(page 15 of Standard Edition)
Read Mark 5:15–20. Why do you think Jesus sent the man into
Decapolis to witness to his family and friends rather than nurtur-
ing him in his newfound faith by keeping him with Himself?
The word Decapolis comes from two words: deca, meaning ten, and
polis, meaning city. The region of Decapolis was an area of ten cities
along the shores of the Sea of Galilee in the first century. These cities
were bound together by a common language and culture. The demoniac
was known by many people in that region. He had struck fear into their
hearts through his unpredictable, violent behavior. Jesus saw in him one
who longed for something better, and so He miraculously delivered the
man from the demons that tormented him.
When the townspeople heard that Jesus had permitted the demons to
possess their herd of swine, and that the swine had run over a cliff into
the sea, they came out to see what was taking place. Mark’s Gospel
records, “Then they came to Jesus, and saw the one who had been
demon-possessed and had the legion, sitting and clothed and in his right
mind. And they were afraid” (Mark 5:15, NKJV). The man was whole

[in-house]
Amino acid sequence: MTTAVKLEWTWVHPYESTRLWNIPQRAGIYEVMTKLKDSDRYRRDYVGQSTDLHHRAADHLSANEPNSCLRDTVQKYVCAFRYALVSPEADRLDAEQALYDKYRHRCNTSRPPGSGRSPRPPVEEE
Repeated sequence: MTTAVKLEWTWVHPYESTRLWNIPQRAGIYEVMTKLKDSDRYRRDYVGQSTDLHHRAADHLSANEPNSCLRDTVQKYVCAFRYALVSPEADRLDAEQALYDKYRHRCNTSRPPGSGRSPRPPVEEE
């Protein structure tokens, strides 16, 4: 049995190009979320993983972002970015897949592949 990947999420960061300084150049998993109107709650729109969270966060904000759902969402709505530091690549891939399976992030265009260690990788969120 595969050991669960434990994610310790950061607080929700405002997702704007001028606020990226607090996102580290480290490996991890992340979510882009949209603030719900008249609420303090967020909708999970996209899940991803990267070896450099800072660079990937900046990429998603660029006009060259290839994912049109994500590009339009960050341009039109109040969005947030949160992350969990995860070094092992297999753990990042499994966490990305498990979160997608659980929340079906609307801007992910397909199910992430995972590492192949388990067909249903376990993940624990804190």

again—physically, mentally, emotionally, and spiritually. The essence
of the gospel is to restore people broken by sin to the wholeness for
which Christ has created them.
What better person to reach these ten cities of Decapolis than a trans-
formed demoniac who could share his testimony with the entire region?
Ellen G. White states it well: “As witnesses for Christ, we are to tell
what we know, what we ourselves have seen and heard and felt. If we
have been following Jesus step by step, we shall have something right
to the point to tell concerning the way in which He has led us. We can
tell how we have tested His promise, and found the promise true. We
can bear witness to what we have known of the grace of Christ. This is
the witness for which our Lord calls, and for want of which the world
is perishing.”—The Desire of Ages, p. 340. God often uses unlikely wit-
nesses who are changed by His grace to make a difference in our world.
What’s your own story—that is, your own conversion story?
What do you tell others about how you came to faith? What can
you offer someone unconverted, who could benefit from the expe-
rience you can share?